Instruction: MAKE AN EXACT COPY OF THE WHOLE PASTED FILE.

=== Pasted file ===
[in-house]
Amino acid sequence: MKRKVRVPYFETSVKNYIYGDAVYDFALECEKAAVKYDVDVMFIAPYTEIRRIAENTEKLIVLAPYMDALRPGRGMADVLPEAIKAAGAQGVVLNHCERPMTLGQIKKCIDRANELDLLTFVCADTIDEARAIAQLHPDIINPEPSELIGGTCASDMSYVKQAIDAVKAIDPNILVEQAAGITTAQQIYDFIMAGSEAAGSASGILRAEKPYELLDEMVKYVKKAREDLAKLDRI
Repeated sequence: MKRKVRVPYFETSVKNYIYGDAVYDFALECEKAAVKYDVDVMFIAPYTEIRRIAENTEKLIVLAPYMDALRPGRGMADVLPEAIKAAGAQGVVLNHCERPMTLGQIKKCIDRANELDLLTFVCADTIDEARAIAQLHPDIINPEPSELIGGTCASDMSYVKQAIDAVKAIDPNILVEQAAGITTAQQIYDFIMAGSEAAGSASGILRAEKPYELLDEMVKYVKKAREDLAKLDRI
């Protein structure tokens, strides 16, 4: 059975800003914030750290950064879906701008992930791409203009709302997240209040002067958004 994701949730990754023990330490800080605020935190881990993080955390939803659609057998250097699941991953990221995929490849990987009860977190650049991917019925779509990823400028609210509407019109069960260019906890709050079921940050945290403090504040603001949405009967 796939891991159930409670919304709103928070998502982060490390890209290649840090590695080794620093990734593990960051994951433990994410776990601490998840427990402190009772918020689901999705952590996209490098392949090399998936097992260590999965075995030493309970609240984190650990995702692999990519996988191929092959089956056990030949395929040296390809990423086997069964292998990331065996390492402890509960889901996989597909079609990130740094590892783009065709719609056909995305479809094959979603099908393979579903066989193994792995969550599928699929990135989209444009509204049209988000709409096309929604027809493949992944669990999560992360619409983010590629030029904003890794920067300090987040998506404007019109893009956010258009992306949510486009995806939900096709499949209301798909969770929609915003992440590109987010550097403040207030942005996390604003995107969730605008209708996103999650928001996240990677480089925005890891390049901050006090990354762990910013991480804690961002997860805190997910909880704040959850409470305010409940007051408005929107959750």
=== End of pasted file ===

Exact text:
[in-house]
Amino acid sequence: MKRKVRVPYFETSVKNYIYGDAVYDFALECEKAAVKYDVDVMFIAPYTEIRRIAENTEKLIVLAPYMDALRPGRGMADVLPEAIKAAGAQGVVLNHCERPMTLGQIKKCIDRANELDLLTFVCADTIDEARAIAQLHPDIINPEPSELIGGTCASDMSYVKQAIDAVKAIDPNILVEQAAGITTAQQIYDFIMAGSEAAGSASGILRAEKPYELLDEMVKYVKKAREDLAKLDRI
Repeated sequence: MKRKVRVPYFETSVKNYIYGDAVYDFALECEKAAVKYDVDVMFIAPYTEIRRIAENTEKLIVLAPYMDALRPGRGMADVLPEAIKAAGAQGVVLNHCERPMTLGQIKKCIDRANELDLLTFVCADTIDEARAIAQLHPDIINPEPSELIGGTCASDMSYVKQAIDAVKAIDPNILVEQAAGITTAQQIYDFIMAGSEAAGSASGILRAEKPYELLDEMVKYVKKAREDLAKLDRI
């Protein structure tokens, strides 16, 4: 059975800003914030750290950064879906701008992930791409203009709302997240209040002067958004 994701949730990754023990330490800080605020935190881990993080955390939803659609057998250097699941991953990221995929490849990987009860977190650049991917019925779509990823400028609210509407019109069960260019906890709050079921940050945290403090504040603001949405009967 796939891991159930409670919304709103928070998502982060490390890209290649840090590695080794620093990734593990960051994951433990994410776990601490998840427990402190009772918020689901999705952590996209490098392949090399998936097992260590999965075995030493309970609240984190650990995702692999990519996988191929092959089956056990030949395929040296390809990423086997069964292998990331065996390492402890509960889901996989597909079609990130740094590892783009065709719609056909995305479809094959979603099908393979579903066989193994792995969550599928699929990135989209444009509204049209988000709409096309929604027809493949992944669990999560992360619409983010590629030029904003890794920067300090987040998506404007019109893009956010258009992306949510486009995806939900096709499949209301798909969770929609915003992440590109987010550097403040207030942005996390604003995107969730605008209708996103999650928001996240990677480089925005890891390049901050006090990354762990910013991480804690961002997860805190997910909880704040959850409470305010409940007051408005929107959750």